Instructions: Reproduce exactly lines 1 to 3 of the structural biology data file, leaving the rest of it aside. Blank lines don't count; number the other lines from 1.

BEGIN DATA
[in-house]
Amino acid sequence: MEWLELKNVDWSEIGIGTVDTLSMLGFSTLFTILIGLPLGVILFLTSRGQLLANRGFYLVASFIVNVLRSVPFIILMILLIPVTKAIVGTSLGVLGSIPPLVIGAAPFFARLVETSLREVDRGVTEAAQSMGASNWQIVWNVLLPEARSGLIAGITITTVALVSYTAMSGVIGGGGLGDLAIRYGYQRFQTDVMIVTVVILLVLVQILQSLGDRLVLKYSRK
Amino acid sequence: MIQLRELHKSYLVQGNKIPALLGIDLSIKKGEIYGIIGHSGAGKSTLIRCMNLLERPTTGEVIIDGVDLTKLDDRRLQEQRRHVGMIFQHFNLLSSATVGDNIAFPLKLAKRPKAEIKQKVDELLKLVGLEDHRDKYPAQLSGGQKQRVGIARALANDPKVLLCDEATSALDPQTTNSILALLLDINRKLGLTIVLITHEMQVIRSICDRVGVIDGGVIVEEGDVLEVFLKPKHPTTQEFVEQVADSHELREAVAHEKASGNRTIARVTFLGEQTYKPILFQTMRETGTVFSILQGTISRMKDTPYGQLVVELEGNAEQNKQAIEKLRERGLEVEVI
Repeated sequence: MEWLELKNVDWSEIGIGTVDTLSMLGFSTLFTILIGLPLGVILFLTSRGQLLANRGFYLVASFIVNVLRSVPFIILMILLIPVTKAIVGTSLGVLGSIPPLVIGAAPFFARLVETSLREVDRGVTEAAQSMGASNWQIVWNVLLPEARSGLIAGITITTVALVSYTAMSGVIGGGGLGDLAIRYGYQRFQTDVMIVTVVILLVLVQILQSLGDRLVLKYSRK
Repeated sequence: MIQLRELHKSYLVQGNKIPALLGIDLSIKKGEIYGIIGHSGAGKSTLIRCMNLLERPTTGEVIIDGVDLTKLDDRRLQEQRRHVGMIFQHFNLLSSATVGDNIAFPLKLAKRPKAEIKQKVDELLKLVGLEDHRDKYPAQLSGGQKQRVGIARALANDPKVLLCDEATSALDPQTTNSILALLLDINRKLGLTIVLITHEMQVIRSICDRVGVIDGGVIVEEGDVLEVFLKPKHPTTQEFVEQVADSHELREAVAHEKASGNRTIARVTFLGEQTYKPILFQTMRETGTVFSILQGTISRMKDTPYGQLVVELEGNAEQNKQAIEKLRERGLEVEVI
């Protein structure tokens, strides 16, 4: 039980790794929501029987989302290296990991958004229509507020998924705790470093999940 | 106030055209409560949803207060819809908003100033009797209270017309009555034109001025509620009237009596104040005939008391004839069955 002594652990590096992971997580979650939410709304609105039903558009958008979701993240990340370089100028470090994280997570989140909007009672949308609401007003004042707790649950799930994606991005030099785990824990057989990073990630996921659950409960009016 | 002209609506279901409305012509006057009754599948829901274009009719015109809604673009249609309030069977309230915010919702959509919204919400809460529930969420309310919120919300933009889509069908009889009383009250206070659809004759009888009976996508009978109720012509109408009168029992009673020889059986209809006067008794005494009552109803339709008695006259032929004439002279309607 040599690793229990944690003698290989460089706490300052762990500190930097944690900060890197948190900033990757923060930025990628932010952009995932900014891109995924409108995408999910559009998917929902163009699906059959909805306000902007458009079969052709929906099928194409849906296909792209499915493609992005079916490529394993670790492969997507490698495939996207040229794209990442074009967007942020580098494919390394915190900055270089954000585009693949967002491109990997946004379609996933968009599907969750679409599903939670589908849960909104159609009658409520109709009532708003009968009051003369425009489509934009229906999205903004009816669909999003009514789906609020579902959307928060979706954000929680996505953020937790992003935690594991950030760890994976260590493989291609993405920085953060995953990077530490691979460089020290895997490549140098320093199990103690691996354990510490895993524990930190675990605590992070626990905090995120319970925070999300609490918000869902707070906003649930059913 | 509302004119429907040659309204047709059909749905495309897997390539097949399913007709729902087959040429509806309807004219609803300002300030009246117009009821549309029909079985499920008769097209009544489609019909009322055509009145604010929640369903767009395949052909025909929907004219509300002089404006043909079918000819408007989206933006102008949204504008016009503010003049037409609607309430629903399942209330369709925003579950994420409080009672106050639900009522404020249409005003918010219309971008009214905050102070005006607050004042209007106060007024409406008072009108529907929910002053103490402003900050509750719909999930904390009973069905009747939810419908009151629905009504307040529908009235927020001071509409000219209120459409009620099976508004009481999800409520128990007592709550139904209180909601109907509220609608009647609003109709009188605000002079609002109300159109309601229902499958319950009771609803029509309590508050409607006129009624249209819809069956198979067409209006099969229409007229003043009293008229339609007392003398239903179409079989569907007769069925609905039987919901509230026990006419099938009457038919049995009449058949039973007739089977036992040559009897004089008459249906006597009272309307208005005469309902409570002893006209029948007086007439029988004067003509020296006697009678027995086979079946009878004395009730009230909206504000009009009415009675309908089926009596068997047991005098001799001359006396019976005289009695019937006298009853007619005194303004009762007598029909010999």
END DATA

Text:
[in-house]
Amino acid sequence: MEWLELKNVDWSEIGIGTVDTLSMLGFSTLFTILIGLPLGVILFLTSRGQLLANRGFYLVASFIVNVLRSVPFIILMILLIPVTKAIVGTSLGVLGSIPPLVIGAAPFFARLVETSLREVDRGVTEAAQSMGASNWQIVWNVLLPEARSGLIAGITITTVALVSYTAMSGVIGGGGLGDLAIRYGYQRFQTDVMIVTVVILLVLVQILQSLGDRLVLKYSRK
Amino acid sequence: MIQLRELHKSYLVQGNKIPALLGIDLSIKKGEIYGIIGHSGAGKSTLIRCMNLLERPTTGEVIIDGVDLTKLDDRRLQEQRRHVGMIFQHFNLLSSATVGDNIAFPLKLAKRPKAEIKQKVDELLKLVGLEDHRDKYPAQLSGGQKQRVGIARALANDPKVLLCDEATSALDPQTTNSILALLLDINRKLGLTIVLITHEMQVIRSICDRVGVIDGGVIVEEGDVLEVFLKPKHPTTQEFVEQVADSHELREAVAHEKASGNRTIARVTFLGEQTYKPILFQTMRETGTVFSILQGTISRMKDTPYGQLVVELEGNAEQNKQAIEKLRERGLEVEVI